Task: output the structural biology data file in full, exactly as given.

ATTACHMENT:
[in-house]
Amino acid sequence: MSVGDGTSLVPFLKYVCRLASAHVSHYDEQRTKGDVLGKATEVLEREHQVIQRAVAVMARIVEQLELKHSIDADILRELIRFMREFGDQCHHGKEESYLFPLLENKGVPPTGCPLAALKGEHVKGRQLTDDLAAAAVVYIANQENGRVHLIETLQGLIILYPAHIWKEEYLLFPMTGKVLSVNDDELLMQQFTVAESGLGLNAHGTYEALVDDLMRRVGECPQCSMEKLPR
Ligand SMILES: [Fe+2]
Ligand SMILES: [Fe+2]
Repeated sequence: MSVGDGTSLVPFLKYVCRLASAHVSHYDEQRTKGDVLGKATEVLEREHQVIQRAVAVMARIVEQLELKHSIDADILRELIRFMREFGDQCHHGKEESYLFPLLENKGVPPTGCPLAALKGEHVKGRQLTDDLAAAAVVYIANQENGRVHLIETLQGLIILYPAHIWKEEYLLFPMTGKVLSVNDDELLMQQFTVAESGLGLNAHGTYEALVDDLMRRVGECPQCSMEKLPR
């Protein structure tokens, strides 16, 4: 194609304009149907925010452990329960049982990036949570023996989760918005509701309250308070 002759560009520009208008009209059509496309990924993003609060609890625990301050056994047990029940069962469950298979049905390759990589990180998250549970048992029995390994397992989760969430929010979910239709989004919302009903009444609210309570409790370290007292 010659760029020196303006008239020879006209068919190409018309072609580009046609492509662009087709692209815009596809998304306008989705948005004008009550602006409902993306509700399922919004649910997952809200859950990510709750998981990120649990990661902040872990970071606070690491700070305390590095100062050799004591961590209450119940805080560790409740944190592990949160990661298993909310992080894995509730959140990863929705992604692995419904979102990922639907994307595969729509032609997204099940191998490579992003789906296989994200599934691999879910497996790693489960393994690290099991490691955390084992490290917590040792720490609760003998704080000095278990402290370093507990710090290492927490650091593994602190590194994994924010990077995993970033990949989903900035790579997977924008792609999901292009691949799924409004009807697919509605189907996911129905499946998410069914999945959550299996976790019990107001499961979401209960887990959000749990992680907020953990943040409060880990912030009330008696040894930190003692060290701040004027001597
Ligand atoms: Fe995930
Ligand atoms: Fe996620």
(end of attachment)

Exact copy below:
[in-house]
Amino acid sequence: MSVGDGTSLVPFLKYVCRLASAHVSHYDEQRTKGDVLGKATEVLEREHQVIQRAVAVMARIVEQLELKHSIDADILRELIRFMREFGDQCHHGKEESYLFPLLENKGVPPTGCPLAALKGEHVKGRQLTDDLAAAAVVYIANQENGRVHLIETLQGLIILYPAHIWKEEYLLFPMTGKVLSVNDDELLMQQFTVAESGLGLNAHGTYEALVDDLMRRVGECPQCSMEKLPR
Ligand SMILES: [Fe+2]
Ligand SMILES: [Fe+2]
Repeated sequence: MSVGDGTSLVPFLKYVCRLASAHVSHYDEQRTKGDVLGKATEVLEREHQVIQRAVAVMARIVEQLELKHSIDADILRELIRFMREFGDQCHHGKEESYLFPLLENKGVPPTGCPLAALKGEHVKGRQLTDDLAAAAVVYIANQENGRVHLIETLQGLIILYPAHIWKEEYLLFPMTGKVLSVNDDELLMQQFTVAESGLGLNAHGTYEALVDDLMRRVGECPQCSMEKLPR
């Protein structure tokens, strides 16, 4: 194609304009149907925010452990329960049982990036949570023996989760918005509701309250308070 002759560009520009208008009209059509496309990924993003609060609890625990301050056994047990029940069962469950298979049905390759990589990180998250549970048992029995390994397992989760969430929010979910239709989004919302009903009444609210309570409790370290007292 010659760029020196303006008239020879006209068919190409018309072609580009046609492509662009087709692209815009596809998304306008989705948005004008009550602006409902993306509700399922919004649910997952809200859950990510709750998981990120649990990661902040872990970071606070690491700070305390590095100062050799004591961590209450119940805080560790409740944190592990949160990661298993909310992080894995509730959140990863929705992604692995419904979102990922639907994307595969729509032609997204099940191998490579992003789906296989994200599934691999879910497996790693489960393994690290099991490691955390084992490290917590040792720490609760003998704080000095278990402290370093507990710090290492927490650091593994602190590194994994924010990077995993970033990949989903900035790579997977924008792609999901292009691949799924409004009807697919509605189907996911129905499946998410069914999945959550299996976790019990107001499961979401209960887990959000749990992680907020953990943040409060880990912030009330008696040894930190003692060290701040004027001597
Ligand atoms: Fe995930
Ligand atoms: Fe996620």